My position is fairly ambiguous -  a linguist with a professed ‘classical’ attitude of descriptivism, but having held a job for most of my career that necessitated taking a prescriptive view to some extent. I don’t think Martin’s example of Shakespeare is appropriate here – pronouncing the ‘r’ would go against current SBS phonology and the difference in the vowel sounds is also a result of the phonetic changes in certain phonemes, so that attempting to reproduce them would be unnatural to present-day speakers of SBS. Martin admits that we should, out of courtesy, pronounce the names of living people in the way in which they pronounce them themselves (always allowing for differences in dialect, and, I would add, in the case of foreign names, for differences in phonology and phonotactics), but doubts whether the same courtesy should apply to long-dead individuals. I think it would be a pity to lose the knowledge of these older pronunciations, from a scientific standpoint, and also, still using courtesy as a criterion, a shame to ignore the wishes of surviving family members. I’ve written before about Purcell, and recently, I attended a lecture during which the speaker said of Purcell “but we all pronounce him ‘Purcéll’ these days”. I protested that BBC Radio 3 certainly still calls him ‘Púrcell’, and I was unexpectedly backed up by a lady who said that ‘Purcell’ was her maiden name, and they always pronounced it with first syllable stress. Apart from Purcell and Dodgson, other names that have pronunciations now largely forgotten are Hazlitt /ˈheɪzlɪt/, Southey (whom  Byron rhymed with ‘mouthy’) /ˈsaʊði/, and the fictional names Casaubon (from ‘Middlemarch’) /kəˈsɔːbən/ and Jekyll, in the Robert Louis (and by the way the final ‘s’ should be pronounced!) Stevenson story /ˈdʒiːkəl/, although in this case the real person Gertrude Jekyll is never, in my experience, subjected to the mispronunciation.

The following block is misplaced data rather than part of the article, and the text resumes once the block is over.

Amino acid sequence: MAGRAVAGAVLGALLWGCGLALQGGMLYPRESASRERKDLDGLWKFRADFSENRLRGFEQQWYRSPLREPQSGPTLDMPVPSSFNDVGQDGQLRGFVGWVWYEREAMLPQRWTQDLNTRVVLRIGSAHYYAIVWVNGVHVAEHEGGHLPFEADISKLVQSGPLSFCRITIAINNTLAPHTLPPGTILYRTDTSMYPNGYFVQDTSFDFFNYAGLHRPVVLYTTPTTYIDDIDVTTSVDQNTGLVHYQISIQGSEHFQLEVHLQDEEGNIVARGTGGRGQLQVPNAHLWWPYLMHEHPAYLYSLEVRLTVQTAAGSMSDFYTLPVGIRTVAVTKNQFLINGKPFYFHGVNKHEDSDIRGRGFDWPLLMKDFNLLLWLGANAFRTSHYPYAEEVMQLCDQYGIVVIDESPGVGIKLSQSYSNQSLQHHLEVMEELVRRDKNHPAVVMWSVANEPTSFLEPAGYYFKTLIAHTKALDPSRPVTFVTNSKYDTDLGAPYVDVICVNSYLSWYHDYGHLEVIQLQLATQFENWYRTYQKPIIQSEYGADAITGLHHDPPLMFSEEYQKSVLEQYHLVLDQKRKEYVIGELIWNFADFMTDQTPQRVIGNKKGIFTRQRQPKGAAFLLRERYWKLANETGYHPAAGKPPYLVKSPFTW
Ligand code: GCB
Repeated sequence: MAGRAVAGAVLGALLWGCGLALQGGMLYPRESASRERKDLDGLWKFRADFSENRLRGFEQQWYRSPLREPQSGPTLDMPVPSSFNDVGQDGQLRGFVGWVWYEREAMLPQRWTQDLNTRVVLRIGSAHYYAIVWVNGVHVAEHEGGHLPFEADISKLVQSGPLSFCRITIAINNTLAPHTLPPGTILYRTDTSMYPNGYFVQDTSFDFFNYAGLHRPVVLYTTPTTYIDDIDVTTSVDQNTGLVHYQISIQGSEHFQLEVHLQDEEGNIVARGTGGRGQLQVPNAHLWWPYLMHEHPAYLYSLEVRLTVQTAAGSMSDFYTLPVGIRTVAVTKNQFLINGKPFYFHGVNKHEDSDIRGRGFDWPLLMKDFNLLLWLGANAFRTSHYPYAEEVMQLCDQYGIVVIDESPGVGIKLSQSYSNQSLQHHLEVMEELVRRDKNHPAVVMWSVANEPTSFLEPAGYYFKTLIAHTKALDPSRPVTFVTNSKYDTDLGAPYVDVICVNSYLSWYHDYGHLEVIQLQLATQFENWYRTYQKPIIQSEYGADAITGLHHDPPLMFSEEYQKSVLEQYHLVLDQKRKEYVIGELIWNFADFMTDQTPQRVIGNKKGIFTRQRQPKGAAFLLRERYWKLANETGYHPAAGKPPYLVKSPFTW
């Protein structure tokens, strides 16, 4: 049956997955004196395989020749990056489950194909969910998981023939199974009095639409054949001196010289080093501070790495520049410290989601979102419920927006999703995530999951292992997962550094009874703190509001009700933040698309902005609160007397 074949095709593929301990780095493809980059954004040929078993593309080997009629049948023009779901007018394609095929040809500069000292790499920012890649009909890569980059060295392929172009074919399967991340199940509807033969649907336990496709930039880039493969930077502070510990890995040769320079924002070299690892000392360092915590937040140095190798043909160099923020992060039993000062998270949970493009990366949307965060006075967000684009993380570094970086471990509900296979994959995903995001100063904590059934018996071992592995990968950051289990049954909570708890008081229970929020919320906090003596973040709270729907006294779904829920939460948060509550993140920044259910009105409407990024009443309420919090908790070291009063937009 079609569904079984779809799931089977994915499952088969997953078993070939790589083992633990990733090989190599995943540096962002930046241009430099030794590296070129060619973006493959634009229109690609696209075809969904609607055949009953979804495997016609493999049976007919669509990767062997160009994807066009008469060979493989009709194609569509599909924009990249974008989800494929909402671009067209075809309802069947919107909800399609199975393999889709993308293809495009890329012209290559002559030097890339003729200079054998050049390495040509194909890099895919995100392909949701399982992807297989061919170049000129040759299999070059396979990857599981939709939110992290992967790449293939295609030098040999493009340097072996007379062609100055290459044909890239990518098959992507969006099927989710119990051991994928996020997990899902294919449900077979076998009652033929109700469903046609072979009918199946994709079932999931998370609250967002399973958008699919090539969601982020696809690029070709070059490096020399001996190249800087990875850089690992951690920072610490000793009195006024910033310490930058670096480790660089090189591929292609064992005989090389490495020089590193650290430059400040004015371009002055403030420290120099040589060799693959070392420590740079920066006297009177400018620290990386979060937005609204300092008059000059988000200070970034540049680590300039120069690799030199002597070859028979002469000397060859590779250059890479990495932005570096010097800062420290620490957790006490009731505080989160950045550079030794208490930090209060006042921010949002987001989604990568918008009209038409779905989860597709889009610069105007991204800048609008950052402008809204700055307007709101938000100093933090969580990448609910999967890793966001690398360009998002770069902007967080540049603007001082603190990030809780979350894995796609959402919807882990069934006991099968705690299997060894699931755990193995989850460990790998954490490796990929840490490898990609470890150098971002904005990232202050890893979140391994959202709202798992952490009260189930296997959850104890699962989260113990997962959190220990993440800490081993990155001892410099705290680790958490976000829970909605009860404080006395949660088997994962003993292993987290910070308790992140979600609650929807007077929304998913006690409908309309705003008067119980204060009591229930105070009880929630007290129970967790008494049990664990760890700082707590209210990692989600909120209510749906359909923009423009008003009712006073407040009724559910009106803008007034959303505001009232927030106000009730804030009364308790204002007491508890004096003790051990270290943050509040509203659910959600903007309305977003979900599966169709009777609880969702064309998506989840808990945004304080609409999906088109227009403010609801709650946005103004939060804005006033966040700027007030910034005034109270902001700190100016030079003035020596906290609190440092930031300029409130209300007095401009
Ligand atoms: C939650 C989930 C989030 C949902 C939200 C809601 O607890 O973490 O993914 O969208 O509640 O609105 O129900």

It’s understandable that the general public, who quite reasonably pronounce names as they see them, should be unaware of these quirks of spelling (or is it the pronunciation that is quirky?), but my view is that those whose business it is to use spoken language professionally should take advantage of all the  help they can, and the BBC’s Pronunciation Unit exists precisely for this purpose – as do the several good dictionaries that include pronunciation advice. I often wonder why Chambers Biographical Dictionary does not.

March 30, 2015
by gpointon
4 Comments

Lewis Carroll